Food safety breaches like the recent E. coli outbreak in Europe signal warnings about the safety our food chain. In this clip from Nourish, author Michael Pollan discusses the biology and ecology of modern food chains.
What’s a Food Chain?
Food chain is a term from ecology that describes who eats who or what. These relationships form an ecological community known as a food web, which connects all types of life: plants, herbivores, carnivores, omnivores, decomposers. A familiar food chain flows from grass (plant), which gets its energy from the sun, to cow (herbivore) to human (omnivore).
With humans at the top of the food chain, how we produce and consume food has broad implications for the animals and plants within the greater food web. Our modern food system has evolved to include many complex processes, from growing, harvesting, and processing food, to marketing, distributing, and consuming it. The use of machines, pesticides, antibiotics, hormones, and genetic engineering in agriculture, as well as the advent of processed foods, such as high-fructose corn syrup, can betray the biology underlying this system.
The intricacy of the modern food chain has distanced many people from the source of our food, while creating lasting impact on our environment, animal welfare, food security, and health. The recent E. coli outbreak in Europe, in which the use of agricultural antibiotics in livestock has been implicated in breeding antibiotic-resistant pathogens that contaminated vegetable irrigation water, points to dangers and disconnects in our industrial food chain.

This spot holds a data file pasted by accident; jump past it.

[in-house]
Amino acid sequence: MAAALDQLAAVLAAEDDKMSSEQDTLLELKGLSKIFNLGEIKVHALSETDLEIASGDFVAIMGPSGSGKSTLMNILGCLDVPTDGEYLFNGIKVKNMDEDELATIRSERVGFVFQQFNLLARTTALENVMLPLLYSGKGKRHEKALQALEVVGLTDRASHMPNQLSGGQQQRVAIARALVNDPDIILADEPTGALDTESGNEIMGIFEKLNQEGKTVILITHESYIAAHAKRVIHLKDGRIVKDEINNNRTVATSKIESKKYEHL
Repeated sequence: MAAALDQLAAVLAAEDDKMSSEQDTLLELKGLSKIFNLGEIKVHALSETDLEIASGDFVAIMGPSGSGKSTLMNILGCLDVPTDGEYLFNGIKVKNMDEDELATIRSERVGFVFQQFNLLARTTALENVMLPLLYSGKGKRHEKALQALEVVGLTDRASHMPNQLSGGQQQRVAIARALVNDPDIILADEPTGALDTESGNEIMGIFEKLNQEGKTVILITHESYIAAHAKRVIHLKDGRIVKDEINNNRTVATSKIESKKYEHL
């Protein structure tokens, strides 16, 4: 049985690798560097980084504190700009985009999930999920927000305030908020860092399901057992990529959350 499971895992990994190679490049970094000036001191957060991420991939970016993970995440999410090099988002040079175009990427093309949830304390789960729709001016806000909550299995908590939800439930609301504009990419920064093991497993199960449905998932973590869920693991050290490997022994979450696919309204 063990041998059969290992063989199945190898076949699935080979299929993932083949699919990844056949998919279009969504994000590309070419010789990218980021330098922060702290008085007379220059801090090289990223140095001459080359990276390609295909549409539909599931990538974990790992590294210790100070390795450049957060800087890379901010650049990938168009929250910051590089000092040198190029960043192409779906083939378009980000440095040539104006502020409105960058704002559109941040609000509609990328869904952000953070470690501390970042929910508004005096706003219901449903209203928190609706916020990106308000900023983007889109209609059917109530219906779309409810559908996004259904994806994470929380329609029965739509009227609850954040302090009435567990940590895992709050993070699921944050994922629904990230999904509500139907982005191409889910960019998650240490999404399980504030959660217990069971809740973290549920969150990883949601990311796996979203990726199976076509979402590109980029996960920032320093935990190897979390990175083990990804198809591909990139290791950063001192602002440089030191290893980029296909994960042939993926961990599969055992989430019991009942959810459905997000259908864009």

Reconnecting the Food Chain
As Michael Pollan says, “No matter how industrial and machine-like [a food chain] is in the middle, at either end is a biological system. You’ve got the soil and plants on one end and the human eater on the other.” As an eater, you can reforge links within your food chain in a number of ways:
- Support sustainable food chains. Seek out food producers that use organic and sustainable farming methods, which work in concert with nature’s biological processes to protect animals and the environment.
- Shorten the food chain. Go local. Get your food close to the source, directly from local farms at the farmers market or other trusted purveyors.
- Eat lower on the food chain. It takes more resourcesówater, land, fossil fuelsóto raise animals for meat than it does to grow plants. Decreasing your meat intake can reduce your impact on the environment and your health.
- Create your own food chain. Connect with your food chain from the ground up by growing your own food, at home or with others in a community garden.
- Protect the food chain. Pay attention to food policy legislation and issues, such as GMOs and food labeling, and advocate for a safe food system for all.
- Create healthy food chains. Join or form a local food policy council to increase community food security and create partnerships between local growers, business owners, schools, and institutions.
Discover recipes and tips for eating lower on the food chain at Meatless Monday. The Community Food Security Coalition offers tools and resources for taking action in your community. For more about food safety, check out the Center for Food Safety.
How do connect with your food chain?